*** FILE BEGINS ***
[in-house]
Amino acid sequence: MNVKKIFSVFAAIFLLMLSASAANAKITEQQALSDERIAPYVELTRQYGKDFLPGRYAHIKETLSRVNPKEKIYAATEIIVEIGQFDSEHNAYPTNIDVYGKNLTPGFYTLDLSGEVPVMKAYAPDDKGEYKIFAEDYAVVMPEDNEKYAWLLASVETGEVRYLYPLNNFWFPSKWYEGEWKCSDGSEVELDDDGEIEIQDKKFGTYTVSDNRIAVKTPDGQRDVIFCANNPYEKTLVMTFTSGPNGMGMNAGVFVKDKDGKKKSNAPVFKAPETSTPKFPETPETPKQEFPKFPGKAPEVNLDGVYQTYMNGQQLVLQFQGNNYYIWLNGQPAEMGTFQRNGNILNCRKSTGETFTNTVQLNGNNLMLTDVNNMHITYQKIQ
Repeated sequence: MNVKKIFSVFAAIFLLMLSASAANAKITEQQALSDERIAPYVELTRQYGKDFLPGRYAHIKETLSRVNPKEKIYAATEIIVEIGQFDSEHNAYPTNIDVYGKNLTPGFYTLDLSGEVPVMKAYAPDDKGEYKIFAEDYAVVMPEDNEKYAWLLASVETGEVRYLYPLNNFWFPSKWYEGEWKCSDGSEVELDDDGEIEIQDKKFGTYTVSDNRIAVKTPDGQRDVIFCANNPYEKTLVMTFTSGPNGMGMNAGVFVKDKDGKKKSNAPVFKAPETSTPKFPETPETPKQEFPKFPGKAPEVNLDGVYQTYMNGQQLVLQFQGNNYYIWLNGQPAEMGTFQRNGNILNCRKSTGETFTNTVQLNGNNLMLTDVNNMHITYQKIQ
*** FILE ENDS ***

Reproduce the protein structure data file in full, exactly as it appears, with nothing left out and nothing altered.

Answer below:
[in-house]
Amino acid sequence: MNVKKIFSVFAAIFLLMLSASAANAKITEQQALSDERIAPYVELTRQYGKDFLPGRYAHIKETLSRVNPKEKIYAATEIIVEIGQFDSEHNAYPTNIDVYGKNLTPGFYTLDLSGEVPVMKAYAPDDKGEYKIFAEDYAVVMPEDNEKYAWLLASVETGEVRYLYPLNNFWFPSKWYEGEWKCSDGSEVELDDDGEIEIQDKKFGTYTVSDNRIAVKTPDGQRDVIFCANNPYEKTLVMTFTSGPNGMGMNAGVFVKDKDGKKKSNAPVFKAPETSTPKFPETPETPKQEFPKFPGKAPEVNLDGVYQTYMNGQQLVLQFQGNNYYIWLNGQPAEMGTFQRNGNILNCRKSTGETFTNTVQLNGNNLMLTDVNNMHITYQKIQ
Repeated sequence: MNVKKIFSVFAAIFLLMLSASAANAKITEQQALSDERIAPYVELTRQYGKDFLPGRYAHIKETLSRVNPKEKIYAATEIIVEIGQFDSEHNAYPTNIDVYGKNLTPGFYTLDLSGEVPVMKAYAPDDKGEYKIFAEDYAVVMPEDNEKYAWLLASVETGEVRYLYPLNNFWFPSKWYEGEWKCSDGSEVELDDDGEIEIQDKKFGTYTVSDNRIAVKTPDGQRDVIFCANNPYEKTLVMTFTSGPNGMGMNAGVFVKDKDGKKKSNAPVFKAPETSTPKFPETPETPKQEFPKFPGKAPEVNLDGVYQTYMNGQQLVLQFQGNNYYIWLNGQPAEMGTFQRNGNILNCRKSTGETFTNTVQLNGNNLMLTDVNNMHITYQKIQ